Modifying chloroplasts with aggregation-induced emission luminogens, known as AIEgens, makes them better at splitting water, separating electrons and generating adenosine triphosphate (ATP). The AIEgens, which were attached using click chemistry, enhance the chloroplasts by harvesting light that is normally inaccessible to regular photosynthetic pigments.

A scheme showing attaching AIEgens onto chloroplasts

Source: © Ben Zhong Tang/The Hong Kong University of Science and Technology

Click chemistry was used to attach AIEgens onto chloroplasts. The AIEgens convert ultraviolet radiation and photosynthetically inefficient radiation into photosynthesis-active radiation for effective photosynthetic reactions

Chloroplasts are the light-driven metabolic factories of higher plant cells that produce carbohydrates and oxygen from carbon dioxide and water during photosynthesis. Chlorophyll A and Chlorophyll B are the main photosynthetic pigments within the chloroplasts. However, the adsorption spectrums of those pigments do not cover the whole solar radiation spectrum and means chloroplasts cannot harness all the solar energy available to them. Chloroplasts mainly adsorb blue and red light and are unable to harness light in the non-visible ultraviolet region, which can damage DNA and protein.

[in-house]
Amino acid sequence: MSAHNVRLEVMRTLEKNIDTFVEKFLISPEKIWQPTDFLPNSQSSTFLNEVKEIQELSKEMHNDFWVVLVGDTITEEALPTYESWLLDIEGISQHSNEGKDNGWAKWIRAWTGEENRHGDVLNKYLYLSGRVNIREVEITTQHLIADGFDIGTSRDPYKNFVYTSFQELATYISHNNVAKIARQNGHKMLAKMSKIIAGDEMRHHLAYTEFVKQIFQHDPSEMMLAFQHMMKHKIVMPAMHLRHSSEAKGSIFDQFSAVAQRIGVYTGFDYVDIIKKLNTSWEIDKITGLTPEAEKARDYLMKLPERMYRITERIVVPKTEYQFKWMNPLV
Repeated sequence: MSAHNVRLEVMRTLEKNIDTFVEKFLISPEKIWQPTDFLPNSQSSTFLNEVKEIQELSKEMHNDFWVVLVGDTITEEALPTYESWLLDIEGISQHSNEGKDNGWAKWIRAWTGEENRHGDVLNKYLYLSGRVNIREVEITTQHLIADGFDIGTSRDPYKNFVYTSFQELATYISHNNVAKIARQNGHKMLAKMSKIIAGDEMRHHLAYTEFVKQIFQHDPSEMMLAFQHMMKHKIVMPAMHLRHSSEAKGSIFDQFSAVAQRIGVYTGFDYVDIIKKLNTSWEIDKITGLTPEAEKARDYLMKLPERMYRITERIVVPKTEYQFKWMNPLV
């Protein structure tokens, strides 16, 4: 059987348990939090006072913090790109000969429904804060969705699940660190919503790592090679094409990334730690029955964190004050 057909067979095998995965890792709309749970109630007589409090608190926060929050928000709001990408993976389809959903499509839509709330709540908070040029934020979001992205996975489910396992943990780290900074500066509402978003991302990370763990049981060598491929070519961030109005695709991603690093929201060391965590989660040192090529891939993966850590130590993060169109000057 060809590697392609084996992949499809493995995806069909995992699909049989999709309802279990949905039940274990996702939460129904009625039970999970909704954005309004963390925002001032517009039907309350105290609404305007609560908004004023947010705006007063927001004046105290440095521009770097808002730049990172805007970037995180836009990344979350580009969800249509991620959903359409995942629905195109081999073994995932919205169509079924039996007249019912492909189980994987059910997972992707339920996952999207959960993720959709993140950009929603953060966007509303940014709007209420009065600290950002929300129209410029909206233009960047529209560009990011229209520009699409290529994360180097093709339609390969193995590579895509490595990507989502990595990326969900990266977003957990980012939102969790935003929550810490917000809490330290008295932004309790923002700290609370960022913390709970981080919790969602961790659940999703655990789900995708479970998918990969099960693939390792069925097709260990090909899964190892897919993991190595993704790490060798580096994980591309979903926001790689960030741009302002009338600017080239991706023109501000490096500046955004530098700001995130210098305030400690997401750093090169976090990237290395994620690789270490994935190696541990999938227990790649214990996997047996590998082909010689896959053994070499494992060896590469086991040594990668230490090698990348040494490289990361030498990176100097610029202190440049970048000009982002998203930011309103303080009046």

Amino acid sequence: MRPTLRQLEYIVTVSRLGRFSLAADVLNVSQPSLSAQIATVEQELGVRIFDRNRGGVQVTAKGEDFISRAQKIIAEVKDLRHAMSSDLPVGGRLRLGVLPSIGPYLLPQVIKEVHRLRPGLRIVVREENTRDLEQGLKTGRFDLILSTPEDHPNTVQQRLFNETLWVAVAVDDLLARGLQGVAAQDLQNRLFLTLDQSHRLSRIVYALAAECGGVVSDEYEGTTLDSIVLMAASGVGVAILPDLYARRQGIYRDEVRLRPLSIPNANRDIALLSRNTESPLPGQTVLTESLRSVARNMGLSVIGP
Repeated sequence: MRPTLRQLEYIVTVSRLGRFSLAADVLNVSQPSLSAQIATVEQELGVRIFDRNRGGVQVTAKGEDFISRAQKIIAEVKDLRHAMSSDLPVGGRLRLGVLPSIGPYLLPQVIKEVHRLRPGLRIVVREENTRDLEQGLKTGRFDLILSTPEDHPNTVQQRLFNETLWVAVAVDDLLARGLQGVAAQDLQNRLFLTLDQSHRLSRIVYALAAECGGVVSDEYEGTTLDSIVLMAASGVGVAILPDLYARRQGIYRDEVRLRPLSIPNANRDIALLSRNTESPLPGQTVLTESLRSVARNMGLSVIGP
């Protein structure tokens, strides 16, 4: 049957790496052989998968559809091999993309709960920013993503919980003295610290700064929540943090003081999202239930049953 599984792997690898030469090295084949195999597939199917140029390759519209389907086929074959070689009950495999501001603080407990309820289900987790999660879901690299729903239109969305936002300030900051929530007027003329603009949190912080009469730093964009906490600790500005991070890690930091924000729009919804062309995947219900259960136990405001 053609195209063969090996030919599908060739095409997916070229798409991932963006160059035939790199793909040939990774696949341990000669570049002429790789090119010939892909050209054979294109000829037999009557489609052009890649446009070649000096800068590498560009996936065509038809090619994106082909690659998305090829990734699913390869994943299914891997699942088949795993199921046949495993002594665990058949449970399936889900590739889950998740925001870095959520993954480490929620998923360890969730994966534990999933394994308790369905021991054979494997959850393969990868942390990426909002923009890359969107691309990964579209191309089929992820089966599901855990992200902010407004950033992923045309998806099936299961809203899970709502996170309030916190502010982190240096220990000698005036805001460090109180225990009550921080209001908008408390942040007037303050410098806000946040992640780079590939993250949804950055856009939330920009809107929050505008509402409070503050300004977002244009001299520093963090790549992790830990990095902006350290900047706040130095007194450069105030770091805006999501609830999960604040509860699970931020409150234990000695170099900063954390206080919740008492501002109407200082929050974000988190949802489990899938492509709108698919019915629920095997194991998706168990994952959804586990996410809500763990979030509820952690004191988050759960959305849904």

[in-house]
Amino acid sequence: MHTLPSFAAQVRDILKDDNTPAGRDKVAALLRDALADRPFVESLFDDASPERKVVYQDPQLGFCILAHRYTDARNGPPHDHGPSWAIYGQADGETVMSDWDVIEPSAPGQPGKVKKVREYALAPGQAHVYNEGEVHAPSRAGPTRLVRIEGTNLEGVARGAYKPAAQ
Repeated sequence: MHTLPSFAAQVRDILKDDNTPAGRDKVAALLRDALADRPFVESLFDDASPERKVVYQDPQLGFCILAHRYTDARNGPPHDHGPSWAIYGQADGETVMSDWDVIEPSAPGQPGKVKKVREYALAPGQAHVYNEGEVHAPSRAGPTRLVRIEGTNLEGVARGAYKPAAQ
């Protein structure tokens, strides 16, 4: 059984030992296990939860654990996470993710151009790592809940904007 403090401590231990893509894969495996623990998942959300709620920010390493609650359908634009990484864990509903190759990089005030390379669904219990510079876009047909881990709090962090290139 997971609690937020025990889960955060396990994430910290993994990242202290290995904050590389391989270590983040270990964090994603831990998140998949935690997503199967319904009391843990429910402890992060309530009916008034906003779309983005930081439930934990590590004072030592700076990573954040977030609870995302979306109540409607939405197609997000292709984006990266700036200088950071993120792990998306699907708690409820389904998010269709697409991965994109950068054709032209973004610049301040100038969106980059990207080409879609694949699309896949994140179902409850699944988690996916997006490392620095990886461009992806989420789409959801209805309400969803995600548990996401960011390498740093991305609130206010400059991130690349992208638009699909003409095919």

Now, a team led by Zhiyang Liu, Ryan Kwok and Ben Zhong Tang from the Hong Kong University of Science and Technology, has created two AIEgens that can harvest both ultraviolet radiation and photosynthetically inefficient radiation, and convert that radiation into blue and red light.

AIEgens are molecules that emit intense fluorescence when they aggregate together. The AIEgens developed by Liu, Kwok and Tang’s team contain activated alkyne groups derived from tetraphenylethylene and triphenylamine. These groups allowed the team to attach the AIEgens to live chloroplasts using a metal-free click reaction, based on the high reactivity between alkynes and amines.

‘In comparison to the natural chloroplasts, the two AIEgen-modified chloroplasts showed 30% and 50% increases in ATP production under our experimental conditions. We are learning from nature and meanwhile trying to go beyond nature. This work demonstrates that we can modify photosynthetic units and enhance solar energy utilisation in common plants,’ says Tang.

Eva-Mari Aro, from the University of Turku in Finland, whose research focuses on photosynthesis and bioenergy, says the work highlights the importance of materials scientists and photosynthesis researchers working together. ‘Solar energy is the most promising option for displacing fossil resources and promoting the systemic transition to sustainable green and renewable chemicals and fuels, produced directly from sunlight. New materials presented here for broadening the solar spectrum, useful in photosynthetic energy conversion, are very inspiring and promote not only the design towards efficient bio-hybrid devices but also other solar energy conversion devices making use of natural photosynthesis.’